Another place to source interviews is on LinkedIn. Search for candidates who match the profile of your persona, but who are not current customers. Position the interview as market research on specific issues that you product addresses. For example, I recently reached out to 10 interview subjects who were compliance officers at sell-sides and exchanges to discuss the current state of real-time surveillance technology. I’m clear about the purpose of the interview, and most of them agreed to a 30-minute phone call. I make it clear to them that this is NOT a sales call.
From these people, I learn how they approach buying from a general sense, how they find information, and what kinds of issues they tend to look for vendors to help solve. To get more detail, ask them about a current purchase process or one that they just recently completed. These interviews also give me an opportunity to test our messaging, asking them for feedback.
Marketing Qualified Leads Matching the Persona
A third place to source interviews is from the leads that Marketing has generated and that Sales either rejected or that haven’t made it to the qualified sales opportunity stage yet. Call them up before they’re assigned to Sales. It gives you an opportunity to gauge how they found you, what they’re looking for, and how they articulate their problem before your sales people have shaped their thinking. Again, make it clear that this is not a sales call, but that you’ll be happy to direct them to resources if they request it.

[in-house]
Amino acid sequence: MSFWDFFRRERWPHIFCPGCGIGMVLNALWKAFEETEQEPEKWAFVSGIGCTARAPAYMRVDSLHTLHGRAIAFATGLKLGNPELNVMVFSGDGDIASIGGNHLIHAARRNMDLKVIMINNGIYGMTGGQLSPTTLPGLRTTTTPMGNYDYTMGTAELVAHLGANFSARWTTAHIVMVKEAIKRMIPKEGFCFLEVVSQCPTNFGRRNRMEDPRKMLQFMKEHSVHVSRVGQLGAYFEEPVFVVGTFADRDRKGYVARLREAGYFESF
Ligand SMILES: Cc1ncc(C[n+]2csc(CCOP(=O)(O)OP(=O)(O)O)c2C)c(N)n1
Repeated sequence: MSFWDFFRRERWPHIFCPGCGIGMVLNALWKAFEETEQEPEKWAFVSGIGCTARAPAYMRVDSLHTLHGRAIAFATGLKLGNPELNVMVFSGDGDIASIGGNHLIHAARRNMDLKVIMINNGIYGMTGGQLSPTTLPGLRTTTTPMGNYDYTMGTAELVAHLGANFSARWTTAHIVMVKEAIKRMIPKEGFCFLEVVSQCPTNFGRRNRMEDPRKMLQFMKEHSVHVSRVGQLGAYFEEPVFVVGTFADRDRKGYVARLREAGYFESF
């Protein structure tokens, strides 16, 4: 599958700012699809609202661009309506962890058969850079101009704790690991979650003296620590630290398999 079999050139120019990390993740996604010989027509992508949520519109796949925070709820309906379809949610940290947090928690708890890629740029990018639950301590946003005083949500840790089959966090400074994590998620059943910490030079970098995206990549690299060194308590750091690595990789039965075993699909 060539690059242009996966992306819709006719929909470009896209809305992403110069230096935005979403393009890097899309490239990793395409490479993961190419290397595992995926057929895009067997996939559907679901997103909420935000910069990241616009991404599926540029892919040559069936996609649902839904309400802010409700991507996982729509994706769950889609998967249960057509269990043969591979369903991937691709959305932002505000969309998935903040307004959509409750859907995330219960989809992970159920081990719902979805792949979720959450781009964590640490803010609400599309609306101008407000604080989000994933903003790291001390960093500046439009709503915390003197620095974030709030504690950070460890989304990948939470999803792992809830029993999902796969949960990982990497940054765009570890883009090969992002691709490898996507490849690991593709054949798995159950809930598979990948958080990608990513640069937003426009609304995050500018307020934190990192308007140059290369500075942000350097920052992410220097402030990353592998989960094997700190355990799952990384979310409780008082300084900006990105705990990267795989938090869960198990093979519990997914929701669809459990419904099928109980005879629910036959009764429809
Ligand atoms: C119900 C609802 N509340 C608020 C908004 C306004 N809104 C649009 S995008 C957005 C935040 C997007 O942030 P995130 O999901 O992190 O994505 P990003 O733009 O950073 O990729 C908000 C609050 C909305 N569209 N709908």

Reference Accounts Make Poor Persona Interviewees
Generally, your happy customers make good references, but are the worst persona interview subjects. They have been around for a while, and their memory of the buying process is vague. We humans also have a tendency to re-write our memories as we get further from events.
For example, one of our clients found Phil’s profile when she used LinkedIn to search for “financial services content marketing” and gave Phil a call. We know this, because it was the first thing we asked when she called us. At the time, Phil asked her if she knew me. She said “no.” She was not familiar with the fact that I’ve been heavily involved in the FIX Trading Community and that I ran a tech firm that competed with her company a few years earlier. Those new facts did help us win her business, but only AFTER she found us via her LinkedIn search.
About a year after we started working with her firm, we talked again about how she found us. But her memory of the events had changed. She said she knew me from the FIX Trading community and as a former competitor. If we had relied on a buyer persona interview with her at that point, once she’d gotten to know us, it could have seriously skewed our marketing strategy.
This client’s story is not unusual. Nearly all our clients forget how they found and evaluated us within a few months after they start working with us. By then, they’ve been subscribed to our blog, have connected on social media, have met our colleagues, and know our history. So their memories get overwritten (hopefully with dozens of positive interactions.)
What to Do Next
If you need some help getting started on developing your Buyer Personas, here’s a template you can use for the interview. If you’re interested in getting some help with your persona-based strategy and research, click the button below to book an appointment with our lead strategist:
In addition, here are some other articles about developing buyer personas:
Ardath Albee is a good friend of mine, and she publishes a lot of materials on how to develop buyer personas.
If you’re interested in getting some help with your persona-based strategy and research, call me at: +1 970.300.2280.